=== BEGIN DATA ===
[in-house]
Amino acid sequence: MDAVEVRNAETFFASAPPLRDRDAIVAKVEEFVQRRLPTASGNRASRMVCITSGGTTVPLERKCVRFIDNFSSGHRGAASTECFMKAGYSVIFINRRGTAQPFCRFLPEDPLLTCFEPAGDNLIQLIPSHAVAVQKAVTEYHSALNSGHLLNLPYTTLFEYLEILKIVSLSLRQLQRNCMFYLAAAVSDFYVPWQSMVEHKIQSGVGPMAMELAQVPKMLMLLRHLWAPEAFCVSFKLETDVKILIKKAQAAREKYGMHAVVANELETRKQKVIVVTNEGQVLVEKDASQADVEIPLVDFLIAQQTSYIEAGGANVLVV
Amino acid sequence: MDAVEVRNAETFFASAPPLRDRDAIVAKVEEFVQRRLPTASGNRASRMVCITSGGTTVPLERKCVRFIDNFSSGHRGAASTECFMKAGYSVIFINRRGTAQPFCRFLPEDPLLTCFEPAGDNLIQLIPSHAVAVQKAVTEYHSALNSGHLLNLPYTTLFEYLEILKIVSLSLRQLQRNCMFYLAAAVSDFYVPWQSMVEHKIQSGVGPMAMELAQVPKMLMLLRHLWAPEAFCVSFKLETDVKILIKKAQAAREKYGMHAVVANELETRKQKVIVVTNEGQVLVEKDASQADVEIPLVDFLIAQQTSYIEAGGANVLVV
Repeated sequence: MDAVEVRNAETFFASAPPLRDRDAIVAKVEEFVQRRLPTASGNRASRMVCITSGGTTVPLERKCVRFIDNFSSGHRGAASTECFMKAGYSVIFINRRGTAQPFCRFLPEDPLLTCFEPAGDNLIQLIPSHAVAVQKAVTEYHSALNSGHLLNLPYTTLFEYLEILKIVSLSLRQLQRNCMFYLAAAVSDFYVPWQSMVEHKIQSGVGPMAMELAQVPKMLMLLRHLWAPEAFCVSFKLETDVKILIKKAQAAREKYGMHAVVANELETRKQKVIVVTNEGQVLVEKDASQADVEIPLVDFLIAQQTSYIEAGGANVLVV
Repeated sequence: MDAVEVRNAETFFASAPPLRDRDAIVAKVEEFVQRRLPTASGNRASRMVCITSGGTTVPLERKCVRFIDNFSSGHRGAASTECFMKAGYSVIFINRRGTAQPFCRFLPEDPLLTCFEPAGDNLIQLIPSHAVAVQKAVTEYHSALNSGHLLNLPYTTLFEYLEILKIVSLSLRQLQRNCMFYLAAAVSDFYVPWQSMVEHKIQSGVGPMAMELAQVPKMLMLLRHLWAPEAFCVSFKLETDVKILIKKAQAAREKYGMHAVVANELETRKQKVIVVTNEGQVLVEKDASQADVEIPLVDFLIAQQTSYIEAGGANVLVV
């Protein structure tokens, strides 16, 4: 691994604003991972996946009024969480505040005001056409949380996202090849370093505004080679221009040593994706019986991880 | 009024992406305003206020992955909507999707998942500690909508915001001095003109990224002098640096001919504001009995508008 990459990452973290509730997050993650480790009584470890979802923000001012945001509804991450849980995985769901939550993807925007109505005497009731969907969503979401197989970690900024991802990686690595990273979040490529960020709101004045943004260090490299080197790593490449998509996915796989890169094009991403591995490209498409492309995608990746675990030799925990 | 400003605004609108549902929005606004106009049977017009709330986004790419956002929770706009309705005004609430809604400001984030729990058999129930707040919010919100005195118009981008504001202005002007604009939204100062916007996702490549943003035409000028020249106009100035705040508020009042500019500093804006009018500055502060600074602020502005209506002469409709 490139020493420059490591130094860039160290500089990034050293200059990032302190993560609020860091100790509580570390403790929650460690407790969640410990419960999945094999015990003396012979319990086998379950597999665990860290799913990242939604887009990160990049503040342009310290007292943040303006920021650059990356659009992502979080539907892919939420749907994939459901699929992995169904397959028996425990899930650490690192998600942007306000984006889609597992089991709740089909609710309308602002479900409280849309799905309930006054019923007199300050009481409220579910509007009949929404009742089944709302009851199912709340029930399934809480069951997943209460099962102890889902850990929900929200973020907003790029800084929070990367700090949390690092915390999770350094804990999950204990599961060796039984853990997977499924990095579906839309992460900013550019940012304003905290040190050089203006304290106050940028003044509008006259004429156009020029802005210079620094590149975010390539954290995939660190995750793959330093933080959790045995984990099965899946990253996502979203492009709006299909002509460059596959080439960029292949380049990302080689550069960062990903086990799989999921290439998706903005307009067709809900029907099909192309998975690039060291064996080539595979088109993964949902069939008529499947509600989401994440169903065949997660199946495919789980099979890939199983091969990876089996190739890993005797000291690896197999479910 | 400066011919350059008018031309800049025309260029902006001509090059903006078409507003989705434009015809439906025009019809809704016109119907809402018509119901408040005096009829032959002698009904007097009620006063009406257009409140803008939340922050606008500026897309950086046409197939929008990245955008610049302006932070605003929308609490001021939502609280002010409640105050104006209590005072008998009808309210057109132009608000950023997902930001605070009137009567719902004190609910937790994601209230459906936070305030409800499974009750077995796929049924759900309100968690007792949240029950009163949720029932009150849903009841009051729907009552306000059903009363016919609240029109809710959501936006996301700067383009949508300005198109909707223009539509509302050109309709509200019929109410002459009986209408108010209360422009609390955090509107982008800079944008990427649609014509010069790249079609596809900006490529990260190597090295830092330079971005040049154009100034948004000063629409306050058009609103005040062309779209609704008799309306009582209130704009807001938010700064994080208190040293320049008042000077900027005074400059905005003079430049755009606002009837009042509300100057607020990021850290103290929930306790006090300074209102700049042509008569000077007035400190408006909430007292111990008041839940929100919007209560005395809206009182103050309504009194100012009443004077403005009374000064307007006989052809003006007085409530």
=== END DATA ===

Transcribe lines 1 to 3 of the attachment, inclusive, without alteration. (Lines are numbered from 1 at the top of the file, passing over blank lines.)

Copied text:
[in-house]
Amino acid sequence: MDAVEVRNAETFFASAPPLRDRDAIVAKVEEFVQRRLPTASGNRASRMVCITSGGTTVPLERKCVRFIDNFSSGHRGAASTECFMKAGYSVIFINRRGTAQPFCRFLPEDPLLTCFEPAGDNLIQLIPSHAVAVQKAVTEYHSALNSGHLLNLPYTTLFEYLEILKIVSLSLRQLQRNCMFYLAAAVSDFYVPWQSMVEHKIQSGVGPMAMELAQVPKMLMLLRHLWAPEAFCVSFKLETDVKILIKKAQAAREKYGMHAVVANELETRKQKVIVVTNEGQVLVEKDASQADVEIPLVDFLIAQQTSYIEAGGANVLVV
Amino acid sequence: MDAVEVRNAETFFASAPPLRDRDAIVAKVEEFVQRRLPTASGNRASRMVCITSGGTTVPLERKCVRFIDNFSSGHRGAASTECFMKAGYSVIFINRRGTAQPFCRFLPEDPLLTCFEPAGDNLIQLIPSHAVAVQKAVTEYHSALNSGHLLNLPYTTLFEYLEILKIVSLSLRQLQRNCMFYLAAAVSDFYVPWQSMVEHKIQSGVGPMAMELAQVPKMLMLLRHLWAPEAFCVSFKLETDVKILIKKAQAAREKYGMHAVVANELETRKQKVIVVTNEGQVLVEKDASQADVEIPLVDFLIAQQTSYIEAGGANVLVV